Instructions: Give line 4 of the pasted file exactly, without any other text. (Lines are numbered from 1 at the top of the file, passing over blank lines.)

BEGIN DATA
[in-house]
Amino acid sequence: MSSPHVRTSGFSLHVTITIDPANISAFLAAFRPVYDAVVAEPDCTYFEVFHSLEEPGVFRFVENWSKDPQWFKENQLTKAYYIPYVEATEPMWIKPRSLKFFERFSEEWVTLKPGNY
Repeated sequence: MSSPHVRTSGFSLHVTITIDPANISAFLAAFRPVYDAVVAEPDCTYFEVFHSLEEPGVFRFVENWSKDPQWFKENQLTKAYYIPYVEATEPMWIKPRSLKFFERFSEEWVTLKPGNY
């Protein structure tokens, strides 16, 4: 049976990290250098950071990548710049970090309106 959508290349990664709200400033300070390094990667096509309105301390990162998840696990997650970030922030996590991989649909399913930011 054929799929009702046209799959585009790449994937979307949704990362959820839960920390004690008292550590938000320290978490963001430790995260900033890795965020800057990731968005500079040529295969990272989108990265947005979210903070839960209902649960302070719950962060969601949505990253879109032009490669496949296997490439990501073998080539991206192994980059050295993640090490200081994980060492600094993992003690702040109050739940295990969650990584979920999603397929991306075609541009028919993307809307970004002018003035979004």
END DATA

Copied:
């Protein structure tokens, strides 16, 4: 049976990290250098950071990548710049970090309106 959508290349990664709200400033300070390094990667096509309105301390990162998840696990997650970030922030996590991989649909399913930011 054929799929009702046209799959585009790449994937979307949704990362959820839960920390004690008292550590938000320290978490963001430790995260900033890795965020800057990731968005500079040529295969990272989108990265947005979210903070839960209902649960302070719950962060969601949505990253879109032009490669496949296997490439990501073998080539991206192994980059050295993640090490200081994980060492600094993992003690702040109050739940295990969650990584979920999603397929991306075609541009028919993307809307970004002018003035979004």